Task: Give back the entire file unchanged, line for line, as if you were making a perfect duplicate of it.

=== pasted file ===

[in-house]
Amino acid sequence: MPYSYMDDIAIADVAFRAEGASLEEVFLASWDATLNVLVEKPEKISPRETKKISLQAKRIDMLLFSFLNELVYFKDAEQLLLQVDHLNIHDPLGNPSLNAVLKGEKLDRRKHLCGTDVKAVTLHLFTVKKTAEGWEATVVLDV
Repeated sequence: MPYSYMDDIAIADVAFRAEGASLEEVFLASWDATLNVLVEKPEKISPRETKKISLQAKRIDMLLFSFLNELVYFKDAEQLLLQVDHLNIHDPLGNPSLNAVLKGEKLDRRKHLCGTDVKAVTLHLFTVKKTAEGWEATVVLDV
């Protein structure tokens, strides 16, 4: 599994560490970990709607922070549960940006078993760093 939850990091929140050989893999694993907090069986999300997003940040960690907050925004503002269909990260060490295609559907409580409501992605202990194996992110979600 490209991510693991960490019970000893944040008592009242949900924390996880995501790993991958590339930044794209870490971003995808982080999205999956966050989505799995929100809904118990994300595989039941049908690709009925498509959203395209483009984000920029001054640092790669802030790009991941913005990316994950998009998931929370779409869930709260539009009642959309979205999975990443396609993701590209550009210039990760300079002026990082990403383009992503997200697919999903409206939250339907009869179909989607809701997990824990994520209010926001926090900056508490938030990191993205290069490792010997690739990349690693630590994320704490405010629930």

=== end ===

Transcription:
[in-house]
Amino acid sequence: MPYSYMDDIAIADVAFRAEGASLEEVFLASWDATLNVLVEKPEKISPRETKKISLQAKRIDMLLFSFLNELVYFKDAEQLLLQVDHLNIHDPLGNPSLNAVLKGEKLDRRKHLCGTDVKAVTLHLFTVKKTAEGWEATVVLDV
Repeated sequence: MPYSYMDDIAIADVAFRAEGASLEEVFLASWDATLNVLVEKPEKISPRETKKISLQAKRIDMLLFSFLNELVYFKDAEQLLLQVDHLNIHDPLGNPSLNAVLKGEKLDRRKHLCGTDVKAVTLHLFTVKKTAEGWEATVVLDV
């Protein structure tokens, strides 16, 4: 599994560490970990709607922070549960940006078993760093 939850990091929140050989893999694993907090069986999300997003940040960690907050925004503002269909990260060490295609559907409580409501992605202990194996992110979600 490209991510693991960490019970000893944040008592009242949900924390996880995501790993991958590339930044794209870490971003995808982080999205999956966050989505799995929100809904118990994300595989039941049908690709009925498509959203395209483009984000920029001054640092790669802030790009991941913005990316994950998009998931929370779409869930709260539009009642959309979205999975990443396609993701590209550009210039990760300079002026990082990403383009992503997200697919999903409206939250339907009869179909989607809701997990824990994520209010926001926090900056508490938030990191993205290069490792010997690739990349690693630590994320704490405010629930």